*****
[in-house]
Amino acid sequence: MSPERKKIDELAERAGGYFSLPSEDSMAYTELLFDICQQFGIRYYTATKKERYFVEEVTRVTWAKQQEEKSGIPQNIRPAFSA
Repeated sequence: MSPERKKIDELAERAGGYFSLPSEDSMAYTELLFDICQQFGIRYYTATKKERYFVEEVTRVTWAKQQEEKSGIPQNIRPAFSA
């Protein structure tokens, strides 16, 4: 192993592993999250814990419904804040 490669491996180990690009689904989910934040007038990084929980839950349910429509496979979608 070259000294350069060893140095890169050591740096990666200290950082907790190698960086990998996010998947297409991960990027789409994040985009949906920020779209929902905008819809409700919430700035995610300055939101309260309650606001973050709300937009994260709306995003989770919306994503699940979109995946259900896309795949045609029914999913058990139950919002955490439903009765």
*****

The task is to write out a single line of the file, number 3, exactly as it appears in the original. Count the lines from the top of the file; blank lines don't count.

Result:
Repeated sequence: MSPERKKIDELAERAGGYFSLPSEDSMAYTELLFDICQQFGIRYYTATKKERYFVEEVTRVTWAKQQEEKSGIPQNIRPAFSA